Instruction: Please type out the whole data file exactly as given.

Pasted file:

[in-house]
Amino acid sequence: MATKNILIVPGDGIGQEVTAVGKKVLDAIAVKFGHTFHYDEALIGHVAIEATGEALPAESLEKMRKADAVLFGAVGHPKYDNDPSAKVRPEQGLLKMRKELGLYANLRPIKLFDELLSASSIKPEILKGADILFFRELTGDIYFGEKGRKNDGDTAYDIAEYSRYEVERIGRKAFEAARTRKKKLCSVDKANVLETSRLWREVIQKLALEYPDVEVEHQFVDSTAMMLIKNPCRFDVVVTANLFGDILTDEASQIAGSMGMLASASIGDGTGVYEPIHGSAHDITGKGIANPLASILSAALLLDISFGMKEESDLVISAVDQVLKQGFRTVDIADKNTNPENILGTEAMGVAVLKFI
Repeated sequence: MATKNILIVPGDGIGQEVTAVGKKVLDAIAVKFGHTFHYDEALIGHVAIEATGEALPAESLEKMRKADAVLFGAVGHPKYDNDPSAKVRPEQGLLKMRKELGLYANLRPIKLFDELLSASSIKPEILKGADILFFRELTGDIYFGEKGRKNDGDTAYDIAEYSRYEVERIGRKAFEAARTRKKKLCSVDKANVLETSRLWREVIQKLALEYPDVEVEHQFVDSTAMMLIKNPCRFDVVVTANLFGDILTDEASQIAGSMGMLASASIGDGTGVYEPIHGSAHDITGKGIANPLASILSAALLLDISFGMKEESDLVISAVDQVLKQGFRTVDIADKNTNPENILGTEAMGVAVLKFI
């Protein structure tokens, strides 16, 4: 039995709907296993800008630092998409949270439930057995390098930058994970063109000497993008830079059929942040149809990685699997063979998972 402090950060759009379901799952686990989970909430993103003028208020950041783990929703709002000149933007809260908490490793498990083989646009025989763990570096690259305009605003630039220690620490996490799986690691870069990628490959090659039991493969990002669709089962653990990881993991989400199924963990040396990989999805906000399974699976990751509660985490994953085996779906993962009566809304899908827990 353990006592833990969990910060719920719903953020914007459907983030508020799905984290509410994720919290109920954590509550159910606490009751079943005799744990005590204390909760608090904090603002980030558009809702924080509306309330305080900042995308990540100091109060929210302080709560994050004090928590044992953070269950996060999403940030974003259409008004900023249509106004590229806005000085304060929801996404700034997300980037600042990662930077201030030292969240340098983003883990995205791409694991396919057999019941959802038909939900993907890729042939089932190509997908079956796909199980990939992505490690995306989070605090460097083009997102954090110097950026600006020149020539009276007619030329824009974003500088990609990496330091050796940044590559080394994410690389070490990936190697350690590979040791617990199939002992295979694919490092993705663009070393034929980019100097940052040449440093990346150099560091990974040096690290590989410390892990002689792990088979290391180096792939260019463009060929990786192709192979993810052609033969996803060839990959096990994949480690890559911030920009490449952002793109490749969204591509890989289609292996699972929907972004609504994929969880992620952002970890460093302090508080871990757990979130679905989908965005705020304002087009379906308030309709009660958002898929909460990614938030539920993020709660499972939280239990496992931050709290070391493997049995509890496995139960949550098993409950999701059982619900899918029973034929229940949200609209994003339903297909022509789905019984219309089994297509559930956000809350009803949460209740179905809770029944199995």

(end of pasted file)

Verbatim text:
[in-house]
Amino acid sequence: MATKNILIVPGDGIGQEVTAVGKKVLDAIAVKFGHTFHYDEALIGHVAIEATGEALPAESLEKMRKADAVLFGAVGHPKYDNDPSAKVRPEQGLLKMRKELGLYANLRPIKLFDELLSASSIKPEILKGADILFFRELTGDIYFGEKGRKNDGDTAYDIAEYSRYEVERIGRKAFEAARTRKKKLCSVDKANVLETSRLWREVIQKLALEYPDVEVEHQFVDSTAMMLIKNPCRFDVVVTANLFGDILTDEASQIAGSMGMLASASIGDGTGVYEPIHGSAHDITGKGIANPLASILSAALLLDISFGMKEESDLVISAVDQVLKQGFRTVDIADKNTNPENILGTEAMGVAVLKFI
Repeated sequence: MATKNILIVPGDGIGQEVTAVGKKVLDAIAVKFGHTFHYDEALIGHVAIEATGEALPAESLEKMRKADAVLFGAVGHPKYDNDPSAKVRPEQGLLKMRKELGLYANLRPIKLFDELLSASSIKPEILKGADILFFRELTGDIYFGEKGRKNDGDTAYDIAEYSRYEVERIGRKAFEAARTRKKKLCSVDKANVLETSRLWREVIQKLALEYPDVEVEHQFVDSTAMMLIKNPCRFDVVVTANLFGDILTDEASQIAGSMGMLASASIGDGTGVYEPIHGSAHDITGKGIANPLASILSAALLLDISFGMKEESDLVISAVDQVLKQGFRTVDIADKNTNPENILGTEAMGVAVLKFI
């Protein structure tokens, strides 16, 4: 039995709907296993800008630092998409949270439930057995390098930058994970063109000497993008830079059929942040149809990685699997063979998972 402090950060759009379901799952686990989970909430993103003028208020950041783990929703709002000149933007809260908490490793498990083989646009025989763990570096690259305009605003630039220690620490996490799986690691870069990628490959090659039991493969990002669709089962653990990881993991989400199924963990040396990989999805906000399974699976990751509660985490994953085996779906993962009566809304899908827990 353990006592833990969990910060719920719903953020914007459907983030508020799905984290509410994720919290109920954590509550159910606490009751079943005799744990005590204390909760608090904090603002980030558009809702924080509306309330305080900042995308990540100091109060929210302080709560994050004090928590044992953070269950996060999403940030974003259409008004900023249509106004590229806005000085304060929801996404700034997300980037600042990662930077201030030292969240340098983003883990995205791409694991396919057999019941959802038909939900993907890729042939089932190509997908079956796909199980990939992505490690995306989070605090460097083009997102954090110097950026600006020149020539009276007619030329824009974003500088990609990496330091050796940044590559080394994410690389070490990936190697350690590979040791617990199939002992295979694919490092993705663009070393034929980019100097940052040449440093990346150099560091990974040096690290590989410390892990002689792990088979290391180096792939260019463009060929990786192709192979993810052609033969996803060839990959096990994949480690890559911030920009490449952002793109490749969204591509890989289609292996699972929907972004609504994929969880992620952002970890460093302090508080871990757990979130679905989908965005705020304002087009379906308030309709009660958002898929909460990614938030539920993020709660499972939280239990496992931050709290070391493997049995509890496995139960949550098993409950999701059982619900899918029973034929229940949200609209994003339903297909022509789905019984219309089994297509559930956000809350009803949460209740179905809770029944199995």